Frontal brain oscillatory coupling among men who vary in salivary testosterone levels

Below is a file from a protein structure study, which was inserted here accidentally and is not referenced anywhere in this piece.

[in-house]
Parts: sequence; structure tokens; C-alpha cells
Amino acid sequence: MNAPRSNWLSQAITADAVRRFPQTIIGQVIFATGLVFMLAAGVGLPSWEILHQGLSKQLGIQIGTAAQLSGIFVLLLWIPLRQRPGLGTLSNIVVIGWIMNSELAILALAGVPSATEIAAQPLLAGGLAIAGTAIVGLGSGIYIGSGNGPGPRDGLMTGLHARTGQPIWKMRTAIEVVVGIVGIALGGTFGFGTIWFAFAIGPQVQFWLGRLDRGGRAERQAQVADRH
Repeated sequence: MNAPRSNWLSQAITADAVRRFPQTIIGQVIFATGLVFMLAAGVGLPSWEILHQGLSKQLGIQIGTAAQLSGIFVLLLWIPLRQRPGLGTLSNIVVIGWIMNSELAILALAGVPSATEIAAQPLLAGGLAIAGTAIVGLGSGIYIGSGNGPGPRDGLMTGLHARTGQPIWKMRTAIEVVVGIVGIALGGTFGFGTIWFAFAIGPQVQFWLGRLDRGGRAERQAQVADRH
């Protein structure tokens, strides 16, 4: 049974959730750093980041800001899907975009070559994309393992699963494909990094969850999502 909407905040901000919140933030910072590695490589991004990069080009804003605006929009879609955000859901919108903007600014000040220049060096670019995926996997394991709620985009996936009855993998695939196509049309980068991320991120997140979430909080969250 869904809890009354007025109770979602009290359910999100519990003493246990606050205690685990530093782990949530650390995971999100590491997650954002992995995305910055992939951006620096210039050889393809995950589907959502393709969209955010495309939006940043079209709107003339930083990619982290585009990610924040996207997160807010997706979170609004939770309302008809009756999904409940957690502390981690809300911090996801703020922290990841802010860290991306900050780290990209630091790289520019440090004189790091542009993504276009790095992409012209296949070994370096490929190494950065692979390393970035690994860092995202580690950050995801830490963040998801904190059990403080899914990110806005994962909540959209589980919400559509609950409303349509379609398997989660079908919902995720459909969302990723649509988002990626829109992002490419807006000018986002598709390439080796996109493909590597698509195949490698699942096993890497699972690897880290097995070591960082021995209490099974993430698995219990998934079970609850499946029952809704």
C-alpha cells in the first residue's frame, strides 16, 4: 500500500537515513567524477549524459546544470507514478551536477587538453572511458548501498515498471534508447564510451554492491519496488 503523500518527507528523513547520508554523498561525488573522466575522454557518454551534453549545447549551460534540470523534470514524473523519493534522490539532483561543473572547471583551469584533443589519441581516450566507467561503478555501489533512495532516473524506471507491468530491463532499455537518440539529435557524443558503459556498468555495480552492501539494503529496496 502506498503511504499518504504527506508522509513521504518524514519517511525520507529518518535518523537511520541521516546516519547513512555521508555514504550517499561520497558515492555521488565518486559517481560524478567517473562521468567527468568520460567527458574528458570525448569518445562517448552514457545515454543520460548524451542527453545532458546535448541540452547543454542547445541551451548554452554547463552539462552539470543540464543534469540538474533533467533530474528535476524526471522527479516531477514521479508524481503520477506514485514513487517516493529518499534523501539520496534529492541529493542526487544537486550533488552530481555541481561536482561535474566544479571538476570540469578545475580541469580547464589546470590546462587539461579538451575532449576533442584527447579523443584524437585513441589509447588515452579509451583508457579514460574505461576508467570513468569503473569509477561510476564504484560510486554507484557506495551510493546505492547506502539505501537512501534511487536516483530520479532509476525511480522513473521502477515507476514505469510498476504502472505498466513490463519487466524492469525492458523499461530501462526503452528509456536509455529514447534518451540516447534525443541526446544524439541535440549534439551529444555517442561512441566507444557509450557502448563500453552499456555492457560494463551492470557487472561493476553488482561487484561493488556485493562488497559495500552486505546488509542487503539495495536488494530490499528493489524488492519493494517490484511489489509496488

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Recent studies suggest that cross-frequency coupling supports the integration of distinct neuronal oscillatory modes. In particular, spectral coupling between slow-wave delta and fast-wave beta oscillations may reflect subcortical-cortical interactions. Prior experiments have shown that delta-beta coupling appears to be sensitive to steroid hormone patterning. We attempted to extend this hypothesis by examining the relation between delta-beta EEG spectral coupling and endogenous testosterone measures in men. We collected resting regional brain electrical (EEG) activity and salivary testosterone from 34 healthy young adult males (M age=24 years). Males with high testosterone showed non-significant delta-beta coupling (delta-beta decoupling), while males with low testosterone exhibited significant delta-beta coupling. These relations were only found for the frontal brain region. There was also a significant group difference in the magnitude of coupling, but no differences in absolute delta and beta power. Findings are discussed in terms of emerging evidence relating steroid hormones to cross-frequency spectral coupling and directions for future work.
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